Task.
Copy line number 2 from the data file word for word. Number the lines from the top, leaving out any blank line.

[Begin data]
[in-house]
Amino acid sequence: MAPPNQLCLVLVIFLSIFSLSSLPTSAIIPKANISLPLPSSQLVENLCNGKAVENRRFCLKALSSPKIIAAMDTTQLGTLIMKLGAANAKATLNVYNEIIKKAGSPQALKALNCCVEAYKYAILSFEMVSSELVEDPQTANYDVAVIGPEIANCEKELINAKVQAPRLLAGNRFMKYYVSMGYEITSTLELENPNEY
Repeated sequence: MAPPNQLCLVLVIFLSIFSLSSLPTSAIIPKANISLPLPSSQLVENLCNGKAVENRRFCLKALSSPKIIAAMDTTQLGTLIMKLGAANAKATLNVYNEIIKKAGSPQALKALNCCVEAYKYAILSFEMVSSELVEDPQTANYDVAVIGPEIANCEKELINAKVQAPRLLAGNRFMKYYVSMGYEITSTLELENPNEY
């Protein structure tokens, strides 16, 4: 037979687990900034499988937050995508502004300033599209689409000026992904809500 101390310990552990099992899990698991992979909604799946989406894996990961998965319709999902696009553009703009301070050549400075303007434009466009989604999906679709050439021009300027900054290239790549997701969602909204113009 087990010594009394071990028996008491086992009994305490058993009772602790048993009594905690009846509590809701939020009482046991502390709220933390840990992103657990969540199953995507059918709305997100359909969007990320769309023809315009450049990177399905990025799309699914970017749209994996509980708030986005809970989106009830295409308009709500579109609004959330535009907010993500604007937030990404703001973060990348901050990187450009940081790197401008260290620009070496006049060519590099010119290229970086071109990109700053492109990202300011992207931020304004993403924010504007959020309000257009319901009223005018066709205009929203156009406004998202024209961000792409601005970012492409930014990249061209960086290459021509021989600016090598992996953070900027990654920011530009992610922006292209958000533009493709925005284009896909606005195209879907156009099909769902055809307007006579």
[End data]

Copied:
Amino acid sequence: MAPPNQLCLVLVIFLSIFSLSSLPTSAIIPKANISLPLPSSQLVENLCNGKAVENRRFCLKALSSPKIIAAMDTTQLGTLIMKLGAANAKATLNVYNEIIKKAGSPQALKALNCCVEAYKYAILSFEMVSSELVEDPQTANYDVAVIGPEIANCEKELINAKVQAPRLLAGNRFMKYYVSMGYEITSTLELENPNEY